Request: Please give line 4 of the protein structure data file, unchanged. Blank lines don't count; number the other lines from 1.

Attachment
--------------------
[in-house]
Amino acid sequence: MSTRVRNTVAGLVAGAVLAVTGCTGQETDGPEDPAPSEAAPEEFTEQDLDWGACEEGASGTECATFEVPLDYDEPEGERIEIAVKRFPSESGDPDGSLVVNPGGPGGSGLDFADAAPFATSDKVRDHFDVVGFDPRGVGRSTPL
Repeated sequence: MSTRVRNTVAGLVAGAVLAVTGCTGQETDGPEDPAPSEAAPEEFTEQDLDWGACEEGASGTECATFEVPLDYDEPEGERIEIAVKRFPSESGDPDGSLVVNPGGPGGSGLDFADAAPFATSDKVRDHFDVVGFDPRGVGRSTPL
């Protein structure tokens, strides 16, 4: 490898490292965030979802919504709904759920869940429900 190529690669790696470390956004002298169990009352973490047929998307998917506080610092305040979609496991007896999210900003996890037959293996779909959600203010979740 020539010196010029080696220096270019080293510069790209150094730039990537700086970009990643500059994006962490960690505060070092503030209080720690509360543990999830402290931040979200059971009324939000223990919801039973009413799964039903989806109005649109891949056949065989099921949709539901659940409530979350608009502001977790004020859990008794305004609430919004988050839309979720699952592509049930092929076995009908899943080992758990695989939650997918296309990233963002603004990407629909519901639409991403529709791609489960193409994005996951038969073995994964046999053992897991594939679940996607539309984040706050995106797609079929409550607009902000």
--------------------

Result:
């Protein structure tokens, strides 16, 4: 490898490292965030979802919504709904759920869940429900 190529690669790696470390956004002298169990009352973490047929998307998917506080610092305040979609496991007896999210900003996890037959293996779909959600203010979740 020539010196010029080696220096270019080293510069790209150094730039990537700086970009990643500059994006962490960690505060070092503030209080720690509360543990999830402290931040979200059971009324939000223990919801039973009413799964039903989806109005649109891949056949065989099921949709539901659940409530979350608009502001977790004020859990008794305004609430919004988050839309979720699952592509049930092929076995009908899943080992758990695989939650997918296309990233963002603004990407629909519901639409991403529709791609489960193409994005996951038969073995994964046999053992897991594939679940996607539309984040706050995106797609079929409550607009902000």